'We want to do our part': Local health care workers prepare to deploy to Gaza

When humanitarian aid workers return to Gaza, suburban physician Dr. Thaer Ahmad will be with them, even though it means stepping into the middle of a war.

"If there's an opportunity to get in and do our part we want to do our part," said the emergency care specialist. "Sitting at home doesn't sit well with me or the other volunteers."

Ahmad volunteers with MedGlobal, a suburban organization that sends physicians, nurses and other health care professionals and supplies around the world to provide medical and humanitarian support in the wake of a war, natural disaster or other emergency.

Days before Hamas terrorists attacked Israel on Oct. 7, killing more than 1,400, including 31 Americans, and taking about 200 people hostage, Ahmad was preparing to return to Gaza for the fifth time, his third as a MedGlobal volunteer.

The Bridgeview physician was among 20 specialists set to deploy to the Palestinian territory. But in the wake of the attacks and Israel's subsequent bombardment and blockade of Gaza, the Chicago Ridge-based MedGlobal canceled the trip.

Now, with Israel allowing aid into Gaza via Egypt, the humanitarian mission will likely begin. Ahmad expects to be on the first flight out.

"It's not about if but when, and as soon as possible. Whenever it seems feasible in terms of providing relief," said Ahmad, an emergency care physician at Advocate Christ Medical Center in Oak Lawn.

"I'm really anxious to get back there and do what I can."

MedGlobal has been in Gaza since 2018, said co-founder and president Dr. Zaher Sahloul, where its Palestinian health care professionals "have been working 24/7 since the beginning of the crisis." Another MedGlobal team is assisting with aid delivery across the Rafah border crossing from Egypt to Gaza.

"Right now the focus is on distribution of medical supplies, food and clean water from inside Gaza," he said.

In Gaza, MedGlobal operates a mobile clinic for elderly patients and trains their caregivers. It runs a wound-care clinic, supports a children's intensive care unit and more. The organization also provides medications and supplies for emergency rooms, critical care units, dialysis centers and patients with chronic disease. Its volunteers trained Palestinian colleagues on the use of portable ultrasound and advanced cardiac life support, established a breast cancer screening program and worked to address malnutrition.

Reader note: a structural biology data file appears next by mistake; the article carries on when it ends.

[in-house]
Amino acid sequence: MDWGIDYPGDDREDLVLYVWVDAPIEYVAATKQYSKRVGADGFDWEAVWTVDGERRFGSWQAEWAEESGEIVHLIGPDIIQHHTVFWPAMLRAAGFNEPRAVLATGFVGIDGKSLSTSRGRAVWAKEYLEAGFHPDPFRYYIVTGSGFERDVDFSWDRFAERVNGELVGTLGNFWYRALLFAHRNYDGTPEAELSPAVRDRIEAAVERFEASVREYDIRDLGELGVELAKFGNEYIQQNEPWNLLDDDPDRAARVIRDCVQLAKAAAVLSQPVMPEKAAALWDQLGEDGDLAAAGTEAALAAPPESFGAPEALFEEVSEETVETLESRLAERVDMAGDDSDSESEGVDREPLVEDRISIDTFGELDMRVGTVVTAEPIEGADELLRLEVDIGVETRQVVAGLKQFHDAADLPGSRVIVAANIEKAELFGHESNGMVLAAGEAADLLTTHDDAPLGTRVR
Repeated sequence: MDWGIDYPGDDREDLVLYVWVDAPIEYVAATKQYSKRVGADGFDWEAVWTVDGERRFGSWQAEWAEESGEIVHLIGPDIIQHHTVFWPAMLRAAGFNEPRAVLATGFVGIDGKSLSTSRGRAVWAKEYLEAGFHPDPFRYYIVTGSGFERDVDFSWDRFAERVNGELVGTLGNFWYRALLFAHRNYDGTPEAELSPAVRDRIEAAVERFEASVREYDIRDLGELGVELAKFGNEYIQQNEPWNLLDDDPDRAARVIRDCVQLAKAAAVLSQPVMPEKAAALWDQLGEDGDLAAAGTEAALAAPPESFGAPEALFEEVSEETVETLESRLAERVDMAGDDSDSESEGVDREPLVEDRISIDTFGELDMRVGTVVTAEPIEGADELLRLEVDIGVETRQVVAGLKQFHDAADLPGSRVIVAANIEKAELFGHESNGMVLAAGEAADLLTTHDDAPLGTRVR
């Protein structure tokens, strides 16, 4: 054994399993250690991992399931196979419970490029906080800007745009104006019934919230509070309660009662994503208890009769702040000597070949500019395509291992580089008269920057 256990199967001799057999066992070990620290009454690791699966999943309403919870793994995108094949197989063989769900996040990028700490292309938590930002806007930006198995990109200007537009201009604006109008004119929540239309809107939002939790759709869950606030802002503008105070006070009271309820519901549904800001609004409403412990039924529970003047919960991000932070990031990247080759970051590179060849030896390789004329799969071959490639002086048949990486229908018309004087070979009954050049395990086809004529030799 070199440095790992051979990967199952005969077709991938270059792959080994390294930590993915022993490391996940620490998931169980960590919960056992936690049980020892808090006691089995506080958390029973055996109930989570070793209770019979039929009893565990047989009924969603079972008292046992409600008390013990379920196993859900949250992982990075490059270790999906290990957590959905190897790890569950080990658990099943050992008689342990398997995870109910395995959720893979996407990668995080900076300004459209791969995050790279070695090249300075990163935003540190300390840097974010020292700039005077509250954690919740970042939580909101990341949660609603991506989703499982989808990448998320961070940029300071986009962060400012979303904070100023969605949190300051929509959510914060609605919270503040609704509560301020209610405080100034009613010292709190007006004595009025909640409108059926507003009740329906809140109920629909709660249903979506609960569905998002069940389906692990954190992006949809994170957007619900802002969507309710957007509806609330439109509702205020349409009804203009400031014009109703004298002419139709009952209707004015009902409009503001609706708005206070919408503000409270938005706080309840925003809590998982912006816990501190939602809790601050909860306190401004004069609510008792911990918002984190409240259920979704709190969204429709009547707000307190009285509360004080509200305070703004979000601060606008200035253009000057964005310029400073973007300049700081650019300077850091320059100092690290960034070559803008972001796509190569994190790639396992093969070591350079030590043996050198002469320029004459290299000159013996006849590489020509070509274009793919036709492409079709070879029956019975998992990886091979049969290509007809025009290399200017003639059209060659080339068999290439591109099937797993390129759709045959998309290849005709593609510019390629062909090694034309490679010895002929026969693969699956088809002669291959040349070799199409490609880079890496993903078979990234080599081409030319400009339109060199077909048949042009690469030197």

"Our shared value is to improve access to health care and reduce health care deficiencies," said Sahloul, a critical care specialist at Advocate Christ Medical Center who says training local physicians and health care workers is a big part of their mission.

He says the war has strained an already fragile health care system. During the first week, doctors treated crush injuries and severe burns that resulted from bombs leveling buildings, said Sahloul. Some people remained in the rubble for two or three days because there was no way to transport them to the hospital, he said.

Interviewed before the deadly Oct. 17 blast which authorities say killed hundreds of Palestinians at Al-Ahli Baptist Hospital, many of whom were seeking shelter there, Sahloul said there were too few beds and insufficient pain medication. Those ongoing challenges will make it difficult to treat the injuries that he anticipates will result from an Israeli ground invasion. He also expects a lack of food and potable water will lead to malnutrition, infection and disease outbreaks.

"Because of the blockade, no supplies are coming in," said Sahloul. "It's beyond catastrophic."

As a result, Sahloul expects people will succumb not only from battle-related injuries but from an inability to access health care. Palestinians who have chronic illnesses such as high blood pressure, diabetes and asthma won't get the medication they need, he said. People suffering heart attacks, strokes or pneumonia may not have access to treatment; neither will women in labor or people on dialysis.

"Other things people may be dealing with take a back seat during bombing and those things get worse," agreed Ahmad.

It is unknown when aid convoys and workers will be allowed into Gaza. But if Egyptian authorities approve, MedGlobal will send a medical team to establish a field hospital there, Sahloul said.

MedGlobal seeks to raise $1 million for its medical relief efforts. To make a donation, see

Ahmad, a Palestinian-American whose family lives in the West Bank, has colleagues serving in Gaza and surrounding areas. His sense of gloom deepens as the situation worsens.

"You reach out and you don't know what to say. It's hard to provide words of comfort from thousands of miles away," he said. "We feel incredibly helpless. I can't imagine how people on the other side feel, people who are there."

Dr. Zaher Sahloul, a pulmonary and critical care specialist from Burr Ridge, is co-founder and president of MedGlobal, a humanitarian organization that sends volunteer health care workers to trouble spots around the world, including Gaza. Courtesy of MedGlobal
Dr. Thaer Ahmad, an emergency care specialist from Bridgeview, will be among the MedGlobal volunteers traveling to Gaza when humanitarian aid workers are allowed into the war zone. Courtesy of MedGlobal
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